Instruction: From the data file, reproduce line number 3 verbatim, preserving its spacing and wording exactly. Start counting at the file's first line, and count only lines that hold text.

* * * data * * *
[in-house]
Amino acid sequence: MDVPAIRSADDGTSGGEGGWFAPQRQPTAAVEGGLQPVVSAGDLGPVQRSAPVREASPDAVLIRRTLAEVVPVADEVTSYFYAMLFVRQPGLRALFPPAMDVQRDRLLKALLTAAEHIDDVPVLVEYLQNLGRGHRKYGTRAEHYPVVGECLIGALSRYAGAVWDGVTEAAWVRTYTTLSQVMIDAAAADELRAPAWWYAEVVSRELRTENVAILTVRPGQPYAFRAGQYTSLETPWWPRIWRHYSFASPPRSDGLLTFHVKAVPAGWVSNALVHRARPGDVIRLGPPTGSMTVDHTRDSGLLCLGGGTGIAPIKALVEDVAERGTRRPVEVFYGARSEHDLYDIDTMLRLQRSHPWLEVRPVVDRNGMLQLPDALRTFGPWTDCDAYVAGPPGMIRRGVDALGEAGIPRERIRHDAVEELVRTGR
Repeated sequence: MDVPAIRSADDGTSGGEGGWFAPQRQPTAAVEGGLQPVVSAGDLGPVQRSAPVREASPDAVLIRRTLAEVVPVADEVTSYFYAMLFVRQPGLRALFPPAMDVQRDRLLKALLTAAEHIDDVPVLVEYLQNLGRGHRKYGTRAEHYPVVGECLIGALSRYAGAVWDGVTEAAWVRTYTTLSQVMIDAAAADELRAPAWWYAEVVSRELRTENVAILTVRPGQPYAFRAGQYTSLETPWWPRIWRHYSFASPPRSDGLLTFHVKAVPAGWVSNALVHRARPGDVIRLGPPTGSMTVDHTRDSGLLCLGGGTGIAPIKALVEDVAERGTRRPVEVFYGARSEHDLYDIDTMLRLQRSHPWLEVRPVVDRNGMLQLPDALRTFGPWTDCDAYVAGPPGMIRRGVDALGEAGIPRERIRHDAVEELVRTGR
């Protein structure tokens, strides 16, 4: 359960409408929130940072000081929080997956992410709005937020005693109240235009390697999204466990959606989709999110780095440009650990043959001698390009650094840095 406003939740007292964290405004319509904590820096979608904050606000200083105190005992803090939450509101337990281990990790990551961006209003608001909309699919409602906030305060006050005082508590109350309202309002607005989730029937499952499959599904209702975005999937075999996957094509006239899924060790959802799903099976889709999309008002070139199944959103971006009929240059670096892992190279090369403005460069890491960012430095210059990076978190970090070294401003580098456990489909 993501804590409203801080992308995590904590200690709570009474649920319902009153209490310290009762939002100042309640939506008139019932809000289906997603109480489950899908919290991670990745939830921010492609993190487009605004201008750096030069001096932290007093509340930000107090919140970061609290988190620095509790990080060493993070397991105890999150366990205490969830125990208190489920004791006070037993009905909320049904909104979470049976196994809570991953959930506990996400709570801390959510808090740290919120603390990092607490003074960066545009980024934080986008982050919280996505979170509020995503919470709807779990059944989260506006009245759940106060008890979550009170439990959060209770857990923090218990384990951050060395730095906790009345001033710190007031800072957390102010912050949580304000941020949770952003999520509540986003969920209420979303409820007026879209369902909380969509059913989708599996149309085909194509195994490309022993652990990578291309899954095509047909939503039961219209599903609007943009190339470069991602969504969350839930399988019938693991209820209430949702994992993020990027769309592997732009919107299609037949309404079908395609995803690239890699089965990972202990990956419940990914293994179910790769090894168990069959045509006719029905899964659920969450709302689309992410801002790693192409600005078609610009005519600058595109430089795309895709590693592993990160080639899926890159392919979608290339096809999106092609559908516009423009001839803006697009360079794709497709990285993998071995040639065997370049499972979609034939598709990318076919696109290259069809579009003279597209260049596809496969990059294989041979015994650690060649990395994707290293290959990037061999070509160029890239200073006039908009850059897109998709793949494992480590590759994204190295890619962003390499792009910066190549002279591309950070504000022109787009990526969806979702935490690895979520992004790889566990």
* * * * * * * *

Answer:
Repeated sequence: MDVPAIRSADDGTSGGEGGWFAPQRQPTAAVEGGLQPVVSAGDLGPVQRSAPVREASPDAVLIRRTLAEVVPVADEVTSYFYAMLFVRQPGLRALFPPAMDVQRDRLLKALLTAAEHIDDVPVLVEYLQNLGRGHRKYGTRAEHYPVVGECLIGALSRYAGAVWDGVTEAAWVRTYTTLSQVMIDAAAADELRAPAWWYAEVVSRELRTENVAILTVRPGQPYAFRAGQYTSLETPWWPRIWRHYSFASPPRSDGLLTFHVKAVPAGWVSNALVHRARPGDVIRLGPPTGSMTVDHTRDSGLLCLGGGTGIAPIKALVEDVAERGTRRPVEVFYGARSEHDLYDIDTMLRLQRSHPWLEVRPVVDRNGMLQLPDALRTFGPWTDCDAYVAGPPGMIRRGVDALGEAGIPRERIRHDAVEELVRTGR